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February 28, 2023

New predictive models developed for bacterial diversity of soils

by Joslyn Neiderer, Pennsylvania State University Credit: Pixabay/CC0 Public Domain

A new set of quantitative models that incorporates pH into the metabolic theory of ecology (MTE) has been developed by an international team that includes Penn State assistant professor of plant science Francisco Dini-Andreote.

The work is included in a new paper published by the Proceedings of the National Academy of Sciences, titled, “Integrating pH into the metabolic theory of ecology to predict bacterial diversity in soil.”

“Soils are the most complex and biodiverse ecosystems on Earth,” said Dini-Andreote, a member of Penn State’s Microbiome Center. “In soils, microbial diversity plays indispensable roles in the anabolic and catabolic cycles of carbon, nitrogen and sulfur, without which the diversity of life forms—including plants, animals and other microbes—that evolved on our planet would not have been possible. In addition, advancing our ability to predict patterns of soil biodiversity is critical to better understanding how climate change will affect soil functioning and how soil microbes will respond to shifts in temperature and precipitation regimes.”

In general terms, the metabolic theory of ecology links rates of organism diversification (i.e., the metabolic rate of an organism) with the organisms’ body size and body temperature, explained Dini-Andreote. Building upon the factors that are parametrized in the MTE, the researchers introduced variation in local pH as an additional variable that acts as a stringent selective filter of biodiversity in soils, impacting the species of microbes acting and surviving in the soil.

By considering all these factors—the metabolic rate, mass, and temperature as well as pH—the researchers were able to capture and account for previously unexplained variation in the relationship between soil edaphic properties (the physical, chemical, and biological properties of the soil), temperature, and biogeographical patterns of bacterial diversity. The team then continued to test and validate their models across multiple scales—such as single bacterial strain diversification rates, local and continental scale soil communities—yielding robust results.

“By layering these models, researchers can start to better understand patterns of microbial distribution in soils and start to answer long-standing questions in this field, such as: ‘What determines variation in soil biodiversity?’ and “How dynamic changes in soil biodiversity can be modeled and predicted?” said Dini-Andreote.

“With that, we will be able to better harness the genomic and functional potential of these soil microorganisms to effectively manipulate them for desirable outcomes. These outcomes vary from essential ecosystem functions, such as carbon storage in soil, to the manipulation of beneficial plant-associated microorganisms to enhance crop productivity in agriculture.”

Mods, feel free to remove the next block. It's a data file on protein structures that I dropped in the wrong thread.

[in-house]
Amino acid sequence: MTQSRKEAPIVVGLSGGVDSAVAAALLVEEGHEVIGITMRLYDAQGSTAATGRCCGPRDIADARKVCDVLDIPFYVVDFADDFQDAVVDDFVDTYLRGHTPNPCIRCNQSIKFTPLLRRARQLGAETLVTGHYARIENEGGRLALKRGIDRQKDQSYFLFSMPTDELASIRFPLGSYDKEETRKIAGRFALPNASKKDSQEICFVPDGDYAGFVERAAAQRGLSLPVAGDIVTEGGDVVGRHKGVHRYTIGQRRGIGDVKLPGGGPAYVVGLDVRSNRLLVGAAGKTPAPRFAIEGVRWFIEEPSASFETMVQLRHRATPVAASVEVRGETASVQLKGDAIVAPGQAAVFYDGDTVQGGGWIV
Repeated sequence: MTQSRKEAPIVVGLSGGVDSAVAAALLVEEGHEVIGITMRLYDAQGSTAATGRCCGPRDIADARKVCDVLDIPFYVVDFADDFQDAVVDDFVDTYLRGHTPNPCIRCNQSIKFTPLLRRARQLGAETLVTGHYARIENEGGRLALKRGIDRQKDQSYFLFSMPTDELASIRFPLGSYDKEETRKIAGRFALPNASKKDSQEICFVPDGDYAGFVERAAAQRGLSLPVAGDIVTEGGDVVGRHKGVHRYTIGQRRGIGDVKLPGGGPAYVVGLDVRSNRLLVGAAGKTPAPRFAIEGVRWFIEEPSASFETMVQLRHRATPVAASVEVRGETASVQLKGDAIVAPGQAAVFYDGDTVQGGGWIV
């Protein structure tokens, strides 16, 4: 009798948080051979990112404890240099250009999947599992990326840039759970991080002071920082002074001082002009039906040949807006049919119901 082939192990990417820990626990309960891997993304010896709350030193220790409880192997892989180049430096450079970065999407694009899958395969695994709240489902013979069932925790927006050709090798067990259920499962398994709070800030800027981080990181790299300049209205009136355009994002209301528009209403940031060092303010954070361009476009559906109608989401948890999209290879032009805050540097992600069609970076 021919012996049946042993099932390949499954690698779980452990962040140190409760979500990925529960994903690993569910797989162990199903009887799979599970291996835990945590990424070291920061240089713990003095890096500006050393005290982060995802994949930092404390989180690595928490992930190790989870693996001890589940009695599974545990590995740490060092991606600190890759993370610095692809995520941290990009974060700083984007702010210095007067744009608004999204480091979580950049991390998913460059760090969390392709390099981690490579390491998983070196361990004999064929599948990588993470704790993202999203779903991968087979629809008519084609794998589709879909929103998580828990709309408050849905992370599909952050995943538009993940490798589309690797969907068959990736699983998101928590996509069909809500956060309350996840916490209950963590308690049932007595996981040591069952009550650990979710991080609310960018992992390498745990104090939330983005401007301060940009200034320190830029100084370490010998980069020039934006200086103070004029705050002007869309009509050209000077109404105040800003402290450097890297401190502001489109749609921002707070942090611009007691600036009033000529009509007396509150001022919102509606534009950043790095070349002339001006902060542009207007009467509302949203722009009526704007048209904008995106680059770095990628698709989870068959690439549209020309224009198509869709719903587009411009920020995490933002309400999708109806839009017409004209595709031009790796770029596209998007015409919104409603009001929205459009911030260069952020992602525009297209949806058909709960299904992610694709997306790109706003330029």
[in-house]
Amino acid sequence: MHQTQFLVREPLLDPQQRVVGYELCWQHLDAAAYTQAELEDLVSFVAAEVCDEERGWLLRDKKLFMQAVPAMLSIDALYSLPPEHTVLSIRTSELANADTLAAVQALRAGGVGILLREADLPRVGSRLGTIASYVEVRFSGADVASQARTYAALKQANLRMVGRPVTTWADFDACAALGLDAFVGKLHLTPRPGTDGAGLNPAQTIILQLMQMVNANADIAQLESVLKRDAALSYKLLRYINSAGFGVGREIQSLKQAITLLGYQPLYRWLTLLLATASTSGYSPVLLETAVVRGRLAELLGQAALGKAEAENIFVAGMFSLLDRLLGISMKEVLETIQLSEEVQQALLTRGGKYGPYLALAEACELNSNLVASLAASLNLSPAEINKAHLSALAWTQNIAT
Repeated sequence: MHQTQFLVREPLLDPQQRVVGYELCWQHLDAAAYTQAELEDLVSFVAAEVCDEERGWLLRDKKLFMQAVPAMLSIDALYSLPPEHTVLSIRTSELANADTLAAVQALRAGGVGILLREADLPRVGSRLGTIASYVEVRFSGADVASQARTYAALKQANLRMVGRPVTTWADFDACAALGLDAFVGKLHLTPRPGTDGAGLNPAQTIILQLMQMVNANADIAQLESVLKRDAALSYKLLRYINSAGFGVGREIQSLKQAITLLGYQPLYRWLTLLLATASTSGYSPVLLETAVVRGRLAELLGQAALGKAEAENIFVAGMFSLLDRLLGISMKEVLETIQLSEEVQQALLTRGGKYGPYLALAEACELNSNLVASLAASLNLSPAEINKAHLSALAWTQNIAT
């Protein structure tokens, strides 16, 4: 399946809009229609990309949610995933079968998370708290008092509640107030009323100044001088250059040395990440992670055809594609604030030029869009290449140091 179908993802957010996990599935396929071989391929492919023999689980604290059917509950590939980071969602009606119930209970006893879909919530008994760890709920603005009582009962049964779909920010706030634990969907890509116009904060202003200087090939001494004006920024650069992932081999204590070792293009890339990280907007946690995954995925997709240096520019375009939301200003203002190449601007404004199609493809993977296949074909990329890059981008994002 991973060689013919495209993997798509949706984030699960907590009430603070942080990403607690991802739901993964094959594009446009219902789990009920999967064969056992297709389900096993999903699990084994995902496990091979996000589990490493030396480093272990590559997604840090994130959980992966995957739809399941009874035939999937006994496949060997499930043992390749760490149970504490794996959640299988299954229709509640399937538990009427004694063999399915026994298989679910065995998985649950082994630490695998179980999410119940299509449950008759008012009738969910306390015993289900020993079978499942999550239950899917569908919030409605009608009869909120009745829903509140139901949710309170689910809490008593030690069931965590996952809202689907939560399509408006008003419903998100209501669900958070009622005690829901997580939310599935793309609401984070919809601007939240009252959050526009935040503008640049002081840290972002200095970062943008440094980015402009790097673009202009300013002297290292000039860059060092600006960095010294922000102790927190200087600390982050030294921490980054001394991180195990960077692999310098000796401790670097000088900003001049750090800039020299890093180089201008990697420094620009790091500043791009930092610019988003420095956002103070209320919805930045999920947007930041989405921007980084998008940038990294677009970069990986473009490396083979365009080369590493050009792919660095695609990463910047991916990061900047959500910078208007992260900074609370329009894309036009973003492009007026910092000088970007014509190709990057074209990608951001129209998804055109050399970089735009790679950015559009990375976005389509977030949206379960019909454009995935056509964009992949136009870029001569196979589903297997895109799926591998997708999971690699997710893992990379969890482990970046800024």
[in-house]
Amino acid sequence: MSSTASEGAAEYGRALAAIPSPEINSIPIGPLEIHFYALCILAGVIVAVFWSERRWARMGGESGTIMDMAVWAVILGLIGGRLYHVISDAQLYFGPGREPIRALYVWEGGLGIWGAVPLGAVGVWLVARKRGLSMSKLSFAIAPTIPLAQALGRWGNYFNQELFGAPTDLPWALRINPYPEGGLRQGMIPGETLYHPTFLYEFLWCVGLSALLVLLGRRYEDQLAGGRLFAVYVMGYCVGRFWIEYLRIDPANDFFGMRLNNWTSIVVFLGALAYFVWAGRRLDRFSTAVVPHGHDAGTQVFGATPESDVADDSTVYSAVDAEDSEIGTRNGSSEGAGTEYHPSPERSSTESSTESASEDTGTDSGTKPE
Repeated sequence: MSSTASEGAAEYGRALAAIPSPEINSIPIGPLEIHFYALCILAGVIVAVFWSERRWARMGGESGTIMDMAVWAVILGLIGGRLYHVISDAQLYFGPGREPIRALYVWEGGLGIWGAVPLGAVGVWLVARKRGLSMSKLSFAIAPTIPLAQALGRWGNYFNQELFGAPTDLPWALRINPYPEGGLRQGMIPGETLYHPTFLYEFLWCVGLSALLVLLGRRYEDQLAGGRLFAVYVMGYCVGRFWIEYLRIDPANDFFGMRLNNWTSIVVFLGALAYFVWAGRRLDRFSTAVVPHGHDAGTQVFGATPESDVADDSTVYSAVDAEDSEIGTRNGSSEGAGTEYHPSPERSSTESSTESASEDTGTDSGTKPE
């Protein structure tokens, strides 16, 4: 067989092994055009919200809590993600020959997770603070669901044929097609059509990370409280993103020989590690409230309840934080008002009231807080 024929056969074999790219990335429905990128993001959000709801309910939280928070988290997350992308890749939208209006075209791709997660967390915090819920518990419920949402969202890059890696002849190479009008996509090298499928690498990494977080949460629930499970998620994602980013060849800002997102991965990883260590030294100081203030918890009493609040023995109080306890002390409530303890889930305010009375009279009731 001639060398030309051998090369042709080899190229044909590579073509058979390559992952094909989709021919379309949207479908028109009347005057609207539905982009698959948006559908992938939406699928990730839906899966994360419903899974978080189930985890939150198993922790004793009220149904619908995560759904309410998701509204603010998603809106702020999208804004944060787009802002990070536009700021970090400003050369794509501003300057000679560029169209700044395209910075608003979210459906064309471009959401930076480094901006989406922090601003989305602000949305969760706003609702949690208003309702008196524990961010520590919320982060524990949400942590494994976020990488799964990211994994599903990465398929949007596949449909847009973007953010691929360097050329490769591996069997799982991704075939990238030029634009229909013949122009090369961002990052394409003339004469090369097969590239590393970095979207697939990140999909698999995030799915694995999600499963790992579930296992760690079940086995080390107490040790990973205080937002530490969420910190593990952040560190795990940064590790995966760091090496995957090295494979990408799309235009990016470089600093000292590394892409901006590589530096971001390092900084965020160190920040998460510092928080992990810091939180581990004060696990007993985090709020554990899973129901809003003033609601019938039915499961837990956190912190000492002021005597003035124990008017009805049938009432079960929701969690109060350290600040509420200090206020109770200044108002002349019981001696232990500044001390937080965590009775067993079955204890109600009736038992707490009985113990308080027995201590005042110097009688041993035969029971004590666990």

This study also represents a nexus point for the integration of other variables into these quantitative models, such as variation in soil moisture and salinity, among others. The authors foresee new avenues of research ahead that will greatly improve scientists’ ability to understand the distribution of soil microbial species, and the diverse ways they operate as engineers of essential ecosystem processes and services in soils.

“Dr. Dini-Andreote’s scholarship shines a bright light on the abundance of the soil microbiome and the processes and mechanisms that shape soil health. From the soil on up, microbial communities connect different ecosystems as microorganisms flow from soil to hosts and back. With soil as the largest reservoir of microbial diversity on Earth, this important work raises the call to action as soils vary and degrade due to climate change, erosion, and chemical contamination,” said Seth Bordenstein, director of the Penn State Microbiome Center, Dorothy Foehr Huck and J. Lloyd Huck Chair in Microbiome Sciences, professor of biology and entomology.

More information: Lu Luan et al, Integrating pH into the metabolic theory of ecology to predict bacterial diversity in soil, Proceedings of the National Academy of Sciences (2023). DOI: 10.1073/pnas.2207832120

Journal information: Proceedings of the National Academy of Sciences

Provided by Pennsylvania State University


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http://www.scidev.net/global/biodiversity/news/cropland-expansion-the-culprit-in-biodiversity-loss-says-study.html

 

Image

JAKARTA] Rapid cropland expansion is the main cause of biodiversity loss in tropical countries, a study by UNEP’s (the UN Environment Programme) World Conservation Monitoring Centre and the Cambridge Conservation Initiative has found.

The study, published in PLOS ONE last month (9 January), highlights maize and soybean as the most expansive crops and as the main drivers of biodiversity loss in tropical regions. Other crops that pose a major threat to habitats and wildlife are beans, cassava, cowpea, groundnut, millet, oil palm, rice, sorghum, sugarcane and wheat, the study says.

SPEED READ

  • Rapid expansion of crops such as maize and soybean is leading to biodiversity loss in tropical countries
  • Researchers say pace of expansion could derail progress towards meeting the Aichi Biodiversity Targets
  • A range of sustainability standards and policies are suggested as a way forward